In 2016, Chase announced its new credit card, Chase Sapphire Reserve. At the time, it offered a 100,000 bonus points (worth $1,500 in travel or $1,000 in cash back) after spending $4,000 in first 3 months.
Here were the benefits:
- $300 Annual Travel Credit
- Auto Rental Collision Damage Waiver
- Complimentary Airport Lounge Access
- Baggage Delay Insurance
- Global Entry or TSA Pre✔® Fee Credit ($100 every 4 years)
- Trip Delay Reimbursement
- Special Car Rental Privileges
- Roadside Assistance
- 50% More Value in Travel Rewards (points were worth 1.5x when use for traveling)
- Lost Luggage Reimbursement
- VIP Access to Events & Experiences
- Travel and Emergency Assistance
- 1:1 Point Transfer
- Travel Accident Insurance
- The Luxury Hotel & Resort CollectionSM
- Emergency Evacuation & Transportation
- No Foreign Transaction Fees
- Emergency Medical and Dental Benefit
- Elite Hotel Benefits at Relais & Châteaux
- 3X Points on Travel and Dining Worldwide
- Trip Cancellation / Trip Interruption Insurance up to $10K
Wow, what a list!
$450 annual fee.
Despite the annual fee and no marketing by Chase, the credit card applications came flooding in to the point that it cut the bank’s profit by $300 million and they slashed the bonus to 50,000 points (or $750 in travel or $500 in cash back) in January of 2017 even though it was only released 5 months prior. My husband and I applied for the credit card before the bonus was slashed, but we applied at different times so we didn’t have fork up $8,000 in 3 months, plus the upfront annual fee Chase hits with you with immediately.
After meeting the year minimum requirement, we decided to cancel one of the cards. We were able to keep the rewards as long as the person canceling still had a Chase credit card account, in which my husband did. So, we transferred all his points to my Chase Reserve and now have a few thousand dollars in points.
Why we are still willing to pay the $450 annual fee?
So, if we could have canceled, keep the rewards, and use other cards that didn’t have annual fee, then why bother to keep this card?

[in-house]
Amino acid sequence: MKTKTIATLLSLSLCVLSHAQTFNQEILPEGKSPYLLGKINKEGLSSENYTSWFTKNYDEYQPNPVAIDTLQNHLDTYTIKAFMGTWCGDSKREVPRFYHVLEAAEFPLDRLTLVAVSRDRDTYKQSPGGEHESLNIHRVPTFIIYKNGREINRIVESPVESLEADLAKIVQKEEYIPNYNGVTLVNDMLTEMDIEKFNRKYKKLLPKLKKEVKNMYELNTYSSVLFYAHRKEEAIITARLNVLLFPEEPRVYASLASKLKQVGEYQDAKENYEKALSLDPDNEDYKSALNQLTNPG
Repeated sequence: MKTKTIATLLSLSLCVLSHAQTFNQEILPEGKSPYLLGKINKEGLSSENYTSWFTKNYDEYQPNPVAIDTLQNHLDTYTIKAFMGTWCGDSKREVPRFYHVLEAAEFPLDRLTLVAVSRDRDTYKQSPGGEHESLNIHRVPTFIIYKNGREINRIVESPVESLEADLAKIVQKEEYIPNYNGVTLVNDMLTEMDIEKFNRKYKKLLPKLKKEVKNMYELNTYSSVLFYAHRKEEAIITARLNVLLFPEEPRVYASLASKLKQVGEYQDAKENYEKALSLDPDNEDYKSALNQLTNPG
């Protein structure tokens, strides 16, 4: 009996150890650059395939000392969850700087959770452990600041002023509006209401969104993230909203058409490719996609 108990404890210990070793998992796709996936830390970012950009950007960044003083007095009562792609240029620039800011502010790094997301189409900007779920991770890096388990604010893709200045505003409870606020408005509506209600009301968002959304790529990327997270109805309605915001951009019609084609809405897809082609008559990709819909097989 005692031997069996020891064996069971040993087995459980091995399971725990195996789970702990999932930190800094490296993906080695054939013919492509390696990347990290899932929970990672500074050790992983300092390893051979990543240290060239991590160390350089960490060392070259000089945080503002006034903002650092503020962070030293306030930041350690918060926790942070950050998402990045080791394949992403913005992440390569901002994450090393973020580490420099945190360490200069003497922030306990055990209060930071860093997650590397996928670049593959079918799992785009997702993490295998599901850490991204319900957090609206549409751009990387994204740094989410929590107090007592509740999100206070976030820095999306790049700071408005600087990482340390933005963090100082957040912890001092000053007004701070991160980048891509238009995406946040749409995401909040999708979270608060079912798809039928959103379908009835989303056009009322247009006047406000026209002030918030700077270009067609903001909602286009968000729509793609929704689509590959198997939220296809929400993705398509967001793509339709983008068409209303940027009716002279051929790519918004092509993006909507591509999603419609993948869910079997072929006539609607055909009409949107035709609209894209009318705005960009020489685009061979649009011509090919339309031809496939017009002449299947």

The value of this card comes from the bolded items above that satisfies a lot of our needs since we do travel a lot. We take at least 1 international trip a year, go on multiple domestic trips throughout the year, AND our expenses exceed the technical $150 annual fee. One of the perks of this card is a $300 travel reimbursement, which technically brings the annual fee down to $150. As long as you travel at least $300 worth (i.e. Uber, hotels, toll, Lyft, Airbnb, flight, train, and etc…), then your annual purchase rewards need to exceed $150.
The Points Guy’s analysis on the Chase Reverse vs. Chase Preferred is outlined very clearly down to the penny of how much you have to spend annually. His analysis shows that if you spend at least $3,333.33 a year (or $277.78/month) on dining and travel, you’re set to break even on the $150.
How do we do that?
We strategize how we use credit cards and make the most of our points.
What in our wallet?
We both have other credit cards that don’t carry an annual fee, but we have them for different reasons. I only have 3 credit cards where 1 is the Chase Reserve. There is one that I never use or carry around. It sits in the safety deposit for credit score reasons (length of history). Then the second card is another Chase card with no annual fees and I keep this for personal purchases. My husband has roughly the same except he no longer has the Chase Reserve. Anytime he buys things, it’s on a Chase card with no annual fees.
Basically, we use our Chase Reserve for absolutely everything else. If they take card, we pull the Chase Reserve; otherwise, it’s cash. The only times we don’t use this card is when my husband and I aren’t in the same place and he has to use his own card, but we will transfer all his points to our Chase Reserve rewards. Other than that, we essentially have 1 credit card that we make every single purchase possible and it’s on the Chase Reserve.
What did I earn in 2017?
Dining and travel is 3x the points and everything else is 1 for 1. So for every $1 we spend on Uber, going out to dinner, or traveling, we get 3 points. Then, I always redeem our points on traveling, which turns into 4.5 points. Remember, this is just my card. My husband also had the card as well, which means we actually earned more than $589 in travel redemption shown below.
Of course, ALWAYS pay your credit card in full and avoid having to pay any interest
Otherwise, what’s the point of having a credit card?
Bottom Line: Dedicate all your expense to 1 credit card with the best rewards that fit your lifestyle/needs no matter the annual fee, because all the mandatory and discretionary spending benefits will add up to outweigh the cost of the annual fee. If you travel a lot, pick the card that fits your travel needs the most. If you shop a lot, pick the card that provides the most cash back. The important thing is that you and/or significant other use 1 card to make all purchases on and use other ones sparingly to make the most of your rewards. Lastly, ALWAYS PAY YOUR CARD IN FULL AND NEVER PAY INTEREST.